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A boost to engineering plastics in electrical applications

Joe Bush, Editor

01/08/2013

Tags: News

Royal DSM, the global life sciences and materials sciences company, claims that a recent change to an Underwriters Laboratory (UL) standard covering low voltage switchgear (LVSG) has opened up the way for plastics innovation in electrical applications such as miniature circuit breakers.

The company is leading the conversion from thermosets to engineering thermoplastics for LVSG applications. With its portfolio of halogen-free flame retardant solutions, DSM offers an alternative for thermosets in these safety critical, highly demanding technical applications.

The UL 1077 standard, for supplementary protectors used in electrical equipment, is widely applied in the US and South America. In Europe, Asia and elsewhere, IEC/EN 60947, a standard for LVSG and related industrial control gear published by the International Electro-technical Commission (IEC), is more prevalent.

The recent change in the UL will make it possible for engineering plastics to be used in applications such as miniature circuit breakers (MCBs) in the Americas, where until now it was hardly possible to use materials other than thermosets. This change also signals a continuation in the convergence of UL and IEC standards, which will make it easier for suppliers to supply the same products globally.

UL 1077 sets requirements on, among other aspects, the flammability of materials used in supplementary devices, which include MCBs, providing protection against over current, or over or under voltage within electrical equipment. In the previous version of the standard, it was compulsory for materials to have a certain combination of flammability and ignition characteristics (UL 94 rating/hot wire ignition (HWI)/high current arc ignition (HAI)) at the minimum application wall thickness.

Following the change, materials with a Glow Wire Flammability Index of at least 750°C (according to the IEC/EN standard 60695-2-12) can now be used for these supplementary devices. Glow-Wire End-Product testing (GWEPT) is no longer required and a material can now be approved based on UL Yellow Card GWFI listings.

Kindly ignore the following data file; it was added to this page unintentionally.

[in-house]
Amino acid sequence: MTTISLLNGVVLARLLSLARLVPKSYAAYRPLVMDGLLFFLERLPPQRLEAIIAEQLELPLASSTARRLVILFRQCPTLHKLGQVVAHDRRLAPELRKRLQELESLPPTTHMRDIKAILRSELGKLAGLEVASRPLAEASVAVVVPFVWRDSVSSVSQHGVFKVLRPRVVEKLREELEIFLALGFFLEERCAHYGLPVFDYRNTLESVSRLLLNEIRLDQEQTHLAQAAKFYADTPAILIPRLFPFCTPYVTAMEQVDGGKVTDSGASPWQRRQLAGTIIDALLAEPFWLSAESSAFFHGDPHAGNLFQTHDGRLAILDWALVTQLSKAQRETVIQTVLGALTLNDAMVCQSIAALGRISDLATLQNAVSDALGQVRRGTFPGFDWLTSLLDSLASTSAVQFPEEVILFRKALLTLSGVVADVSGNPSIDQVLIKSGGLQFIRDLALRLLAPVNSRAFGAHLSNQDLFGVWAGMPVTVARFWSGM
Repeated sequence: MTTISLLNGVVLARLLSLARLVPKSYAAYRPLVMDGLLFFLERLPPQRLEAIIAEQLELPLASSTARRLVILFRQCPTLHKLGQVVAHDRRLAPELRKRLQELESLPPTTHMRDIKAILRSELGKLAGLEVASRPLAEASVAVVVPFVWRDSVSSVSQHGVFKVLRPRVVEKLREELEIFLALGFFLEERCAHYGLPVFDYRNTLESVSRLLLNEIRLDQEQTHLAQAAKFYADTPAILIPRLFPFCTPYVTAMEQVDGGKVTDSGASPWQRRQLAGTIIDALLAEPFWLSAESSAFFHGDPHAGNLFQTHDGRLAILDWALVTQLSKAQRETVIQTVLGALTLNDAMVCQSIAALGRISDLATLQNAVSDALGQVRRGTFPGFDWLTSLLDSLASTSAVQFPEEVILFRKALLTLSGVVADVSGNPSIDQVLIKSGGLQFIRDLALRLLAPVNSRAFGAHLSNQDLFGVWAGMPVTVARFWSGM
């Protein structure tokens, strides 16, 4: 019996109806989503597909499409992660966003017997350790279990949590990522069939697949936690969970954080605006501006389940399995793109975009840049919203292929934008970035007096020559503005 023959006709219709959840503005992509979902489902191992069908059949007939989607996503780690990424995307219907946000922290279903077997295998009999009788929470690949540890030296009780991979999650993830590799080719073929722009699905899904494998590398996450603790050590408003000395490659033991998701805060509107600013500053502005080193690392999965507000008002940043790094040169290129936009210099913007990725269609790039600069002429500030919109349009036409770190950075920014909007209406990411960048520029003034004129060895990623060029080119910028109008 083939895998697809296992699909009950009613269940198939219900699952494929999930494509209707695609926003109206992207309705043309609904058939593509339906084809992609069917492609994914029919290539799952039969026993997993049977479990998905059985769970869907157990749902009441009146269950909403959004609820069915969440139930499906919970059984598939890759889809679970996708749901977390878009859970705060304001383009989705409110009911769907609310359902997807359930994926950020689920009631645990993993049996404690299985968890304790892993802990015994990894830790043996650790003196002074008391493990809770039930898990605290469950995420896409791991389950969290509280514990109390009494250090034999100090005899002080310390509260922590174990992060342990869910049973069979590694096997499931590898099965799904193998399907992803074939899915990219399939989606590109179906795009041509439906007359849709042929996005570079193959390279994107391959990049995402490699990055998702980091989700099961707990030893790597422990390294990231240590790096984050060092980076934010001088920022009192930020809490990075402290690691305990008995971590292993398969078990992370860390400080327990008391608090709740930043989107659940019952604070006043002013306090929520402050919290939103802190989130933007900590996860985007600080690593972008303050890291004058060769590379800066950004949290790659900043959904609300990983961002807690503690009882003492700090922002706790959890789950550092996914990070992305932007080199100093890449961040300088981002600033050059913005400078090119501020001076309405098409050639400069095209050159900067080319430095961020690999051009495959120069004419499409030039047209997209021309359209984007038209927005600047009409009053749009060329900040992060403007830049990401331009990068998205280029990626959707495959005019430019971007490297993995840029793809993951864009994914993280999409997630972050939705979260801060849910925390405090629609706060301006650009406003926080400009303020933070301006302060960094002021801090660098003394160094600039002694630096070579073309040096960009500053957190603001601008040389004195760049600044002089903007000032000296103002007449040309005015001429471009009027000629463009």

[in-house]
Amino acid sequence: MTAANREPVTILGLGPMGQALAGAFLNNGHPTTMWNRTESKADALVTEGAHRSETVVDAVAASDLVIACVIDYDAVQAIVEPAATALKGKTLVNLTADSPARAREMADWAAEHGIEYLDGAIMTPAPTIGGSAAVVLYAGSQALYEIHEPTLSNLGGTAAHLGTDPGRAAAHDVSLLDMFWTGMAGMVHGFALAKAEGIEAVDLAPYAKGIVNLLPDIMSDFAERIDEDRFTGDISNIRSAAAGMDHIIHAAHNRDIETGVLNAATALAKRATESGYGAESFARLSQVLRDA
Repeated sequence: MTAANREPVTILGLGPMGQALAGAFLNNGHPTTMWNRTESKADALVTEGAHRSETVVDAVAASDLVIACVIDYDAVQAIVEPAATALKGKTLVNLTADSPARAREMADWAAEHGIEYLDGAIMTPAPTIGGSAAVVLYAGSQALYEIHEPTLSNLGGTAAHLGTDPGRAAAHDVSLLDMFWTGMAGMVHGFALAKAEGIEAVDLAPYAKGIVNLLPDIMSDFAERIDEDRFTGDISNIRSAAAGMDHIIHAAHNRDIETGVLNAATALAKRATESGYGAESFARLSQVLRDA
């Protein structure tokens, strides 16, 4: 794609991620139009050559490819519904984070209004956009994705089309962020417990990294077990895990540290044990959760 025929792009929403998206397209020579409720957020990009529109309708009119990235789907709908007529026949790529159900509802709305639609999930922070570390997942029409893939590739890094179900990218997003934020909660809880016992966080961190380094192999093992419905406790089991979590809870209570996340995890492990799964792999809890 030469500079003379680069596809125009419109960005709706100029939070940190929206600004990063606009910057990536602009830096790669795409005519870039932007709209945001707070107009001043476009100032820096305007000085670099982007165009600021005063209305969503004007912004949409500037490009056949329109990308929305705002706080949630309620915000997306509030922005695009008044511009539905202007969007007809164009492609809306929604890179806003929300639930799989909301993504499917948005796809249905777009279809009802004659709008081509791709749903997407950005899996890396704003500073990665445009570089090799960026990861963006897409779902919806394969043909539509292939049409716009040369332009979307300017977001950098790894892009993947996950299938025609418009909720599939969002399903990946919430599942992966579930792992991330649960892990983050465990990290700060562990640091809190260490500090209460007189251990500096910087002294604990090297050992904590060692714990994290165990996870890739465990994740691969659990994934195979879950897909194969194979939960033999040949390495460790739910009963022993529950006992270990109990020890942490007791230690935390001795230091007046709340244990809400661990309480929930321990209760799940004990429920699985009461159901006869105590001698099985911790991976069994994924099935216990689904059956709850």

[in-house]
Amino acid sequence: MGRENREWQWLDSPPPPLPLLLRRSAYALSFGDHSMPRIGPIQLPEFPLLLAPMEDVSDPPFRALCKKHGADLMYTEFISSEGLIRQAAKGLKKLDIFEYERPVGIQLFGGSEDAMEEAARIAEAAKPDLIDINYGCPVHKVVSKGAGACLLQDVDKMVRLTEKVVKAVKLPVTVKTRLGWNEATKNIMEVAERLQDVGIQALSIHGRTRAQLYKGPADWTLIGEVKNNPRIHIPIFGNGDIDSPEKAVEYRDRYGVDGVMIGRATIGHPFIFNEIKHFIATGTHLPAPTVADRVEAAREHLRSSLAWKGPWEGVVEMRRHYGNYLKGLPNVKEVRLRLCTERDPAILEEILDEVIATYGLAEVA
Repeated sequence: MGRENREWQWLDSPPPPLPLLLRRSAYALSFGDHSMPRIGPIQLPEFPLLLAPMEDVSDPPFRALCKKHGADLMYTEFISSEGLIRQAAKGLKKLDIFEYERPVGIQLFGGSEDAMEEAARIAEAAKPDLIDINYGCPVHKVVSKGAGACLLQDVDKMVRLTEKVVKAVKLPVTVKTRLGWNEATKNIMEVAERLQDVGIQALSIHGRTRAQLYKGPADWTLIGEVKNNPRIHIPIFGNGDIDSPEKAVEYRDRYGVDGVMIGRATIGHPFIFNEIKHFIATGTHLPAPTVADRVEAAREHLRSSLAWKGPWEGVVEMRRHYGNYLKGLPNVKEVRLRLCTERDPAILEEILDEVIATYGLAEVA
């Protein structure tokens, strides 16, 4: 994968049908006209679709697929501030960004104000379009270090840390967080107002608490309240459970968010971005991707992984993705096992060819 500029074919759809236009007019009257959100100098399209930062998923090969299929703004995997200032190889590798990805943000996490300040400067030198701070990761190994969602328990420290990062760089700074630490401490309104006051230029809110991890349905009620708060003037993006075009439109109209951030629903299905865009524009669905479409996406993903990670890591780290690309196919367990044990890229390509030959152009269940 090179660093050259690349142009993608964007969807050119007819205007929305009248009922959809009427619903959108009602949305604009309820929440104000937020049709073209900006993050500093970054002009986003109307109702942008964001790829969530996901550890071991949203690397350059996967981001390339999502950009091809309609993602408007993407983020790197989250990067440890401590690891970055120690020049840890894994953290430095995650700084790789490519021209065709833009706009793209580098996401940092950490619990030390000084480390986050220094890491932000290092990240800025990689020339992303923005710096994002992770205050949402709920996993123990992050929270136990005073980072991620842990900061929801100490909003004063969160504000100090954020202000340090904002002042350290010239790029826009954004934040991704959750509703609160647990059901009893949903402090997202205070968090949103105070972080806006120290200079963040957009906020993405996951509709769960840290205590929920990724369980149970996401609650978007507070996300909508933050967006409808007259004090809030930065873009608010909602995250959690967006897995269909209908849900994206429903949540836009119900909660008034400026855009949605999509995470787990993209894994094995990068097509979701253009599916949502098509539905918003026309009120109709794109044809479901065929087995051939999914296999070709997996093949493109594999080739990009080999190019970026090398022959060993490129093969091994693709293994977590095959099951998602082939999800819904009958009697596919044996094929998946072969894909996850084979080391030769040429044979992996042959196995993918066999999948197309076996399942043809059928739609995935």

MCB producers and users will benefit because production of MCBs in engineering plastics is more cost effective than in thermosets such as polyester bulk moulding compound, BMC. For example, cycle times are at least 40% less than they are for BMC, material wastage is reduced, recycling is much simpler, and more innovative product designs can be used, for example in thin walling and integrating additional functions into the housing of the device. Housings in engineering plastics are also more robust, since the materials are more ductile than thermosets.

Peter Dufour, global marketing manager - Electricals with DSM, commented, “The change in UL 1077 will spur growth in the LVSG market as innovative product suppliers take advantage of the new design freedom it offers, and the opportunities it provides for them to cut costs and increase sustainability. DSM, with our understanding of the application requirements in combination with our engineering plastics expertise, will continue to support our customers globally with our broad portfolio, including our Stanyl polyamide 46, and new halogen-free flame-retarded grades of our Akulon polyamide 6.”

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